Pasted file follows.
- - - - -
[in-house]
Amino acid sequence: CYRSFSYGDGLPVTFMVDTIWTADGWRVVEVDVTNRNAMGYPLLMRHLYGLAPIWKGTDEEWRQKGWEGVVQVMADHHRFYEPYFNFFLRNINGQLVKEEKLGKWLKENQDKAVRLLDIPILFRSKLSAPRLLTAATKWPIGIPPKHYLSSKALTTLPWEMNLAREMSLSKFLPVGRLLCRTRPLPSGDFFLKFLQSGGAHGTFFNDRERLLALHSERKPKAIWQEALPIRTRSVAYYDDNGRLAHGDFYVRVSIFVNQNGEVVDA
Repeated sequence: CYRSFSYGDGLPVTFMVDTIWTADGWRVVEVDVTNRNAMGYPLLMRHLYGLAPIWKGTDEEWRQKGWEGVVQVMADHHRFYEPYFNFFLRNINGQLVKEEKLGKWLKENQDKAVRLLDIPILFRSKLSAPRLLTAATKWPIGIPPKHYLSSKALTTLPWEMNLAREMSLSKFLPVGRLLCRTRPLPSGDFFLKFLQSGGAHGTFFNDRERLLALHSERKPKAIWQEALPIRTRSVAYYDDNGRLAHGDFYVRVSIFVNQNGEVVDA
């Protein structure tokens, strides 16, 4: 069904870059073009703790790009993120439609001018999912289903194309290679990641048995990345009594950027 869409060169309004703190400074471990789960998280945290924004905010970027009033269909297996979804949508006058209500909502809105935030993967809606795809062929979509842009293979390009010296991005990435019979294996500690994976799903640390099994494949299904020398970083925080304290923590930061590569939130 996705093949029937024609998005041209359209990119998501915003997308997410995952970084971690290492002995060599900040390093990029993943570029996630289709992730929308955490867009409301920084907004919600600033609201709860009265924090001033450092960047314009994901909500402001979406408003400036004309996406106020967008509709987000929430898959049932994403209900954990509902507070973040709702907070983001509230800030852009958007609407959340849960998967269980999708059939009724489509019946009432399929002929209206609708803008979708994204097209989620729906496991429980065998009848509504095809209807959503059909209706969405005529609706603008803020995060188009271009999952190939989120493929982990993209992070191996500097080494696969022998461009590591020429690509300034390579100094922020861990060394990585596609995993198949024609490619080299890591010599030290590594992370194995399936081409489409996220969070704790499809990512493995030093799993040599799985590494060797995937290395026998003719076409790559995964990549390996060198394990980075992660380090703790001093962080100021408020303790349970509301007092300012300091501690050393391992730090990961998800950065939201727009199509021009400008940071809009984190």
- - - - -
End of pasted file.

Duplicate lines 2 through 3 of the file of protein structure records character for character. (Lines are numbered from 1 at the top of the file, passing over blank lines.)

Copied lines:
Amino acid sequence: CYRSFSYGDGLPVTFMVDTIWTADGWRVVEVDVTNRNAMGYPLLMRHLYGLAPIWKGTDEEWRQKGWEGVVQVMADHHRFYEPYFNFFLRNINGQLVKEEKLGKWLKENQDKAVRLLDIPILFRSKLSAPRLLTAATKWPIGIPPKHYLSSKALTTLPWEMNLAREMSLSKFLPVGRLLCRTRPLPSGDFFLKFLQSGGAHGTFFNDRERLLALHSERKPKAIWQEALPIRTRSVAYYDDNGRLAHGDFYVRVSIFVNQNGEVVDA
Repeated sequence: CYRSFSYGDGLPVTFMVDTIWTADGWRVVEVDVTNRNAMGYPLLMRHLYGLAPIWKGTDEEWRQKGWEGVVQVMADHHRFYEPYFNFFLRNINGQLVKEEKLGKWLKENQDKAVRLLDIPILFRSKLSAPRLLTAATKWPIGIPPKHYLSSKALTTLPWEMNLAREMSLSKFLPVGRLLCRTRPLPSGDFFLKFLQSGGAHGTFFNDRERLLALHSERKPKAIWQEALPIRTRSVAYYDDNGRLAHGDFYVRVSIFVNQNGEVVDA